This is Ghostface Killah at his most experimental. With his foray into R&B, he treats relationships with the same macabre ferocity as he does crack and violence. "I need a girl that's stackin' and poppin'", he bellows on the opening song, as if his very life hangs in the balance in the necessity. Then, of course, there's "Stapleton Sex", a song so explicit it's nearly impossible to listen to. "I've got my gun on the floor and I'm ready to fuck", Ghostface admits before explaining, "My face is wet, got some hair on my tongue". In a matter of seconds, he manages to make sex as frightening as the crack game, a testament to his skill with words. "Guest House" is the perfect synthesis of Ghostface's wit, funkiness, and theatricality. "My dick's as hard as a callus!" he shouts with the seriousness of a condemned man. This isn't easy listening, but Ghostdini's total revision of the slow jam formula makes it one of the most important hip-hop albums of the year. Michael Miller

 

Best Albums

 

Artist: DOOM

Album: Born Like This

Label: Lex

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US Release Date: 2009-03-24

UK Release Date: 2009-03-23

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List number: 10

Taking its title from a Charles Bukowski poem, DOOM's first album in over three years is also his most focused of the decade. DOOM's incorporation of massive organ sounds, dirty guitar tracks, and jazz drumming recalls Low End Theory A Tribe Called Quest, but DOOM's confident delivery is all his own: "Know the drill, it ain't worth the over kill, flow still", he says on "Gazillion Ear", offering a worthy summation of his style on Born Like This. He's laidback, but entirely self-aware, cutting out all filler, throwing in no unnecessary words. Yes, like a good Bukowski poem, the 40 minutes of Born Like This create a combination of humor and tragedy, distilled to its bare essentials. A glorious return. Michael Miller

 

Artist: k-os

Album: Yes!

Label: Universal

Image: http://images.popmatters.com/features_art/k/kos-yes.jpg

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Canada Release Date: 2009-04-14

US Release Date: Import

UK Release Date: Unavailable

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List number: 9

This Toronto native has never been one to color inside the genre lines. k-os has shown flashes of experimentation since hitting the scene in the mid-'90s. But he's never jumped outside the box as much as he did on this year's Yes!. Yet it remains very accessible. Singles such as "4 3 2 1" and "I Wish I Knew Natalie Portman", which features fellow Canucks Nelly Furtado and Saukrates, are beyond catchy. They display k-os's ability to write a pop song without sacrificing integrity or quality. And they also display his relentless urge to grow as an artist. That quality remains true across the entirety of Yes!. A multitalented artist who raps, sings, and produces better than most of his contemporaries, k-os's discography continues to expand as a force to be reckoned with. Andrew Martin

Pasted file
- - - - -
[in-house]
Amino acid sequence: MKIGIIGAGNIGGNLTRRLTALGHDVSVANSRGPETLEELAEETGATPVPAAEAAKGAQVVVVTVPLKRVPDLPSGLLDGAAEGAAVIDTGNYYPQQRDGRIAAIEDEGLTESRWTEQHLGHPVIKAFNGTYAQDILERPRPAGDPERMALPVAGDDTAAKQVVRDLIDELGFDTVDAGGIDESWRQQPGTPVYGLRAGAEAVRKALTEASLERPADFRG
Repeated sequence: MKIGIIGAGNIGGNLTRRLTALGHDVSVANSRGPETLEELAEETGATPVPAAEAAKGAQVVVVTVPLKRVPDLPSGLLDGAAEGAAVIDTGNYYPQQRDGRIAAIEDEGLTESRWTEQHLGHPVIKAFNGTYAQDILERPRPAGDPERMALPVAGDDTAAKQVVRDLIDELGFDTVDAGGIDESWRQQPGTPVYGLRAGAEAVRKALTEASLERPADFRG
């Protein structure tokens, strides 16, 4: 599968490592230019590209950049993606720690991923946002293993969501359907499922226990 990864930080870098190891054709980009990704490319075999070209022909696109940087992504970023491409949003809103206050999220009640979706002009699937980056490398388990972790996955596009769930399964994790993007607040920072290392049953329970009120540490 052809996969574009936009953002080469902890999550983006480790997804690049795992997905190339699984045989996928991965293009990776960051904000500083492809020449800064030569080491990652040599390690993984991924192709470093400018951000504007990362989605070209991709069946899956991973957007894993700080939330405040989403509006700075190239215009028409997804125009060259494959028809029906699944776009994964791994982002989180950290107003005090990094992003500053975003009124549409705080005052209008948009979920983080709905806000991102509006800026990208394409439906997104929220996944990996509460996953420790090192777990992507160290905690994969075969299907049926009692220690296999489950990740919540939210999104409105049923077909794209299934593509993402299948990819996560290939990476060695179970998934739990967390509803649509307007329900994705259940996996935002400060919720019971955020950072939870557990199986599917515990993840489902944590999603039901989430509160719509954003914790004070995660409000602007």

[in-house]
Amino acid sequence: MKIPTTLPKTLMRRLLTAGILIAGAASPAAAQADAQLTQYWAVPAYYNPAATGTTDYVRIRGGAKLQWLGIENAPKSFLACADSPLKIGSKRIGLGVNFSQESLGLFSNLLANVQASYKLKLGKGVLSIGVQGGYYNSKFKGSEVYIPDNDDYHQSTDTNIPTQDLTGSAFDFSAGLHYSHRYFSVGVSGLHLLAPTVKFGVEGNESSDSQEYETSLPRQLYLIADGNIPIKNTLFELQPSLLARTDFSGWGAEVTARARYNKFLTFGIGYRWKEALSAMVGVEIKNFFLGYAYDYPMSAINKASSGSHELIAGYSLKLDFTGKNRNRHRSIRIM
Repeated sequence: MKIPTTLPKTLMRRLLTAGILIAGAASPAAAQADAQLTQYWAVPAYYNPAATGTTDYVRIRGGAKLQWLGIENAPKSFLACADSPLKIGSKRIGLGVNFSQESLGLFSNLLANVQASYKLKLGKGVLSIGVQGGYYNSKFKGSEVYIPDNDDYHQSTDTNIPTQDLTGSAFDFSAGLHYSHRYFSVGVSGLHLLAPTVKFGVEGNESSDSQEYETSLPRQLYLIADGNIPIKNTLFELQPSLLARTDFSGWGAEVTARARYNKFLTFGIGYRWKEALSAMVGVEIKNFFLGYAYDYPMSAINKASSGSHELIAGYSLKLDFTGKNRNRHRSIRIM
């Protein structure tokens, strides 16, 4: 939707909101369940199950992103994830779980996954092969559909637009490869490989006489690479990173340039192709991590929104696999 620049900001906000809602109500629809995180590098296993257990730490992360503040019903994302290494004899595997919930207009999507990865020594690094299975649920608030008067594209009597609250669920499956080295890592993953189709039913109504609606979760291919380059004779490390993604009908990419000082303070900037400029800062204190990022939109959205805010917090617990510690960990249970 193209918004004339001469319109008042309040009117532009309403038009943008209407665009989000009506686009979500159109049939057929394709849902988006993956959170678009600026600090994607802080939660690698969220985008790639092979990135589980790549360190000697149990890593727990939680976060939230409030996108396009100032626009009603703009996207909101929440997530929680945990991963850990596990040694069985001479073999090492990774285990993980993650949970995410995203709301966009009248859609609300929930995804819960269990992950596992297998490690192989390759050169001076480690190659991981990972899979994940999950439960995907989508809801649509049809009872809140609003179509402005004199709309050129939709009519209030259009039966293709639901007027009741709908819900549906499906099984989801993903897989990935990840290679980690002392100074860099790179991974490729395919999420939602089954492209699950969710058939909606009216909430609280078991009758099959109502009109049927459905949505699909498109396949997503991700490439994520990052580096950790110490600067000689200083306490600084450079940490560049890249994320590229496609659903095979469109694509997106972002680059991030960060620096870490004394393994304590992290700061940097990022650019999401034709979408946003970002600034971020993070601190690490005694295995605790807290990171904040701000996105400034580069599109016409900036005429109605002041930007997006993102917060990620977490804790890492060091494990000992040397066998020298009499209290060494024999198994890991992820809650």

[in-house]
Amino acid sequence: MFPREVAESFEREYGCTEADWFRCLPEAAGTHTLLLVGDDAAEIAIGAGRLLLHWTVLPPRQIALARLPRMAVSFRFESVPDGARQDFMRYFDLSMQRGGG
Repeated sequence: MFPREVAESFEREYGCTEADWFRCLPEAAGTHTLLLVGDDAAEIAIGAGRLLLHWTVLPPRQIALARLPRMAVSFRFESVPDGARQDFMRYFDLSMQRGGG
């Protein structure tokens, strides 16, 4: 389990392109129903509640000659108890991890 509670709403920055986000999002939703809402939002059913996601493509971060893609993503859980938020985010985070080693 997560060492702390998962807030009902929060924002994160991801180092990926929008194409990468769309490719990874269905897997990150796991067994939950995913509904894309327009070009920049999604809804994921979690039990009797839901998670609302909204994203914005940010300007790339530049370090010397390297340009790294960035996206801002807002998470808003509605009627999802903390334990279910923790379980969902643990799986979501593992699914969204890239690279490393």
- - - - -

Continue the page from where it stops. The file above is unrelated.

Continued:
Artist: DJ Quik & Kurupt

Album: BlaQKout

Label: Mad Science

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US Release Date: 2009-06-09

UK Release Date: Import

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List number: 8

"This feeling right here is like taking me back to 1995", DJ Quik says on the title track of BlaQKout. 1987 is more like it. A near-perfect meeting point of 1999-era Prince and Straight Outta Compton -- which is to say this album is really FUNKY -- BlaQKout finds these two veteran MCs alternating between their most playful (the nasty bedroom anthem "Cream") and serious ("9 x Outta 10"). The record, with its otherworldy beats that combine elements of electronica, jazz, blues, and, of course, funk, is the sonic equivalent of DJ Quik's evolution from a teenage DJ in Los Angeles to a purveyor of cerebral party rap. Its understated-ness is just haughty enough to provide a metonym for Kurupt's less-is-more approach to rapping. With BlaQKout, these two rappers -- now pushing 40 -- not only prove they are still relevant, they also show they can play harder than most other artists in the genre. Michael Miller

 

Artist: Serengeti & Polyphonic

Album: Terradactyl

Label: Anticon

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US Release Date: 2009-06-23

UK Release Date: 2009-07-27

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List number: 7